Tell the Wolves I’m Home

November 17, 2015

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After Starting this book the beginning of September, I finally finished! I’m usually good at devouring books (at a lightning speed), but I have been very well occupied this past few months. Leaving my teaching job and transitioning to my new full time one proved to be really hectic and a little bit nerve-wracking at the same time. Now that I have fully settled in with my new routine, I figured there’s no excuse as to why I should not finish what I started.

I won’t go into details about why I loved Tell the Wolves I’m Home, but let me just say this… it is raw and although nonfiction, it is real as can be. June Elbus has got to be one of my favorite characters… not because of her choices, but how Carol Rifka Blunt made me feel… like she took my thoughts and spirit and crafted June Elbus out of it, stitched with perfect words and sentences that I myself couldn’t have produced even in parallel universe.

Here are my favorite quotes from the book…

“Maybe I was destined to forever fall in love with people I couldn’t have. Maybe there’s a whole assortment of impossible people waiting for me to find them. Waiting to make me feel the same impossibility over and over again.”

“That’s the secret. If you always make sure you’re exactly the person you hoped to be, if you always make sure you know only the very best people, then you won’t care if you die tomorrow.”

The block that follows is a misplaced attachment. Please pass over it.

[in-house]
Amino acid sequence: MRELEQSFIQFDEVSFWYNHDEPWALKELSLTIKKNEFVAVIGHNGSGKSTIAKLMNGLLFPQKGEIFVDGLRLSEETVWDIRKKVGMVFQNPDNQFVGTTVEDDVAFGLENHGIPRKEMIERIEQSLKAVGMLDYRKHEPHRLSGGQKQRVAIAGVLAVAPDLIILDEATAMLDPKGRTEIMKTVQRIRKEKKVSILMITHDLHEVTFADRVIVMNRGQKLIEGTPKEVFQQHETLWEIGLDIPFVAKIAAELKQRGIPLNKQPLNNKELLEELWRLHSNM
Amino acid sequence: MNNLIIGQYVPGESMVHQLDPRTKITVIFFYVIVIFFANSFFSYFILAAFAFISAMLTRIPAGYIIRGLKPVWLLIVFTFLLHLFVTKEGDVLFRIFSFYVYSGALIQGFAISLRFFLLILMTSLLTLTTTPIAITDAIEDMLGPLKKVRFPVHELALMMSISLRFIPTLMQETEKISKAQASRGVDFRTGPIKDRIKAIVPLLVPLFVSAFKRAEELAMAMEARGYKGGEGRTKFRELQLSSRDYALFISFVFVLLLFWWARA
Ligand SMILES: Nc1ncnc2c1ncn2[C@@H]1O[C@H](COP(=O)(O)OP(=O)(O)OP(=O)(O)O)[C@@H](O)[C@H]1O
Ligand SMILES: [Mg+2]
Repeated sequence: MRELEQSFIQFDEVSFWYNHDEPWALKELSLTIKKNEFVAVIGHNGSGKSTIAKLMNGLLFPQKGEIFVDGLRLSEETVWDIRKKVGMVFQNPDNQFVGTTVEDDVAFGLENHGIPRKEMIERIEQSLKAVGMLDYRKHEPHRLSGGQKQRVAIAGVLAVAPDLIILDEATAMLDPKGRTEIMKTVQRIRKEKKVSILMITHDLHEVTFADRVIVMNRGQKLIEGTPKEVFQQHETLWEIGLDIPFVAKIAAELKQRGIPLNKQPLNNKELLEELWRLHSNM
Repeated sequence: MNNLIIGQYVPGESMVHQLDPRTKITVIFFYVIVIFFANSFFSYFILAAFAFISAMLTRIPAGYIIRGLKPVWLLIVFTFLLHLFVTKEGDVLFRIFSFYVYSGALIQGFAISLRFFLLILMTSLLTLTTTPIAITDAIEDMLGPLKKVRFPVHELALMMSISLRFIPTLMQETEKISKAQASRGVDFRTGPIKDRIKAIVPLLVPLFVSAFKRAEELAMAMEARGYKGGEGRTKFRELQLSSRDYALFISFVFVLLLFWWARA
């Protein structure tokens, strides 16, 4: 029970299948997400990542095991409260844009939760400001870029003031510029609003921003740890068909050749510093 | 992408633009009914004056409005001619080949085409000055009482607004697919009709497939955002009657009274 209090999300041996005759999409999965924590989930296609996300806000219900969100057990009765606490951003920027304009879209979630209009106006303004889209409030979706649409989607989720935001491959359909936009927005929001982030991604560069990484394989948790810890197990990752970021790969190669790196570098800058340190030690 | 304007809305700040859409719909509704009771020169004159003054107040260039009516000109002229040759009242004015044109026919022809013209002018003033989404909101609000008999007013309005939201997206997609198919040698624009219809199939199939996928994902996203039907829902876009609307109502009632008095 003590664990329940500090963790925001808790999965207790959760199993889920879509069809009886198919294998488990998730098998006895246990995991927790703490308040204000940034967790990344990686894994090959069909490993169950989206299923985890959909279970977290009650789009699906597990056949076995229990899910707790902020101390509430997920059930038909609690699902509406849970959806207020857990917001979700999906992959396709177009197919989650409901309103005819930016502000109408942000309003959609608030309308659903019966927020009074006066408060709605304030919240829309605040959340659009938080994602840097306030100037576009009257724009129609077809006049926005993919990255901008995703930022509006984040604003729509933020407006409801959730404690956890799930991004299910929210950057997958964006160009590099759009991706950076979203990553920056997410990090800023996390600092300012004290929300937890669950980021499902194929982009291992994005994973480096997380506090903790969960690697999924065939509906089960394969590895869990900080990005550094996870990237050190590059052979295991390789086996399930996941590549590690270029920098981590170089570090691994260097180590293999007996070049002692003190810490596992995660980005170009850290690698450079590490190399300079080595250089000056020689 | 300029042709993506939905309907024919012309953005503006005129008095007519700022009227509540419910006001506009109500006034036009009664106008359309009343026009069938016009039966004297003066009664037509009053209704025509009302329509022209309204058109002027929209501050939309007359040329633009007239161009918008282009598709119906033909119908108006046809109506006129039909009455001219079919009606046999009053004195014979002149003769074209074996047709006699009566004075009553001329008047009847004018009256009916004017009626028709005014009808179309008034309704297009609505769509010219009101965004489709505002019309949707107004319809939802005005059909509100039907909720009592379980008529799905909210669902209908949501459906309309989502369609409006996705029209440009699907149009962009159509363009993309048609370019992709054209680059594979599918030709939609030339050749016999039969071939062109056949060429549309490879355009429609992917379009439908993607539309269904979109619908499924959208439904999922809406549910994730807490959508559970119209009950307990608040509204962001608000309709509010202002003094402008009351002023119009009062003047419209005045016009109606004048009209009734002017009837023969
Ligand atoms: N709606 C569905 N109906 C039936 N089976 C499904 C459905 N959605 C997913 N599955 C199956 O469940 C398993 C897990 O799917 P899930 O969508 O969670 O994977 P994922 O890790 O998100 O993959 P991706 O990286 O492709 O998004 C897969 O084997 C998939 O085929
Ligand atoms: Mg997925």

“That’s what being shy feels like. Like my skin is too thin, the light too bright. Like the best place I could possibly be is in a tunnel far under the cool, dark earth. Someone asks me a question and I stare at them, empty-faced, my brain jammed up with how hard I’m trying to find something interesting to say. And in the end, all I can do is nod or shrug, because the light of their eyes looking at me, waiting for me, is just too much to take. And then it’s over and there’s one more person in the world who thinks I’m a complete and total waste of space.
The worst thing is the stupid hopefulness. Every new party, every new bunch of people, and I start thinking that maybe this is my chance. That I’m going to be normal this time. A new leaf. A fresh start. But then I find myself at the party, thinking, Oh, yeah. This again.
So I stand on the edge of things, crossing my fingers, praying nobody will try to look me in the eye. And the good thing is, they usually don’t.”

“Nothing had changed. I was the stupid one again. I was the girl who never understood who she was to people.”

“You can build a whole world around the tiniest of touches.”

“I thought of all the different kinds of love in the world. I could think of ten without even trying. The way parents love their kids, the way you love a puppy or chocolate ice cream or home or your favorite book or your sister. Or your uncle. There’s those kinds of love and then there’s the other kind. The falling kind.”

“Watching people is a good hobby, but you have to be careful about it. You can’t let people catch you staring at them. If people catch you, they treat you like a first-class criminal. And maybe they’re right to do that. Maybe it should be a crime to try to see things about people they don’t want you to see.”


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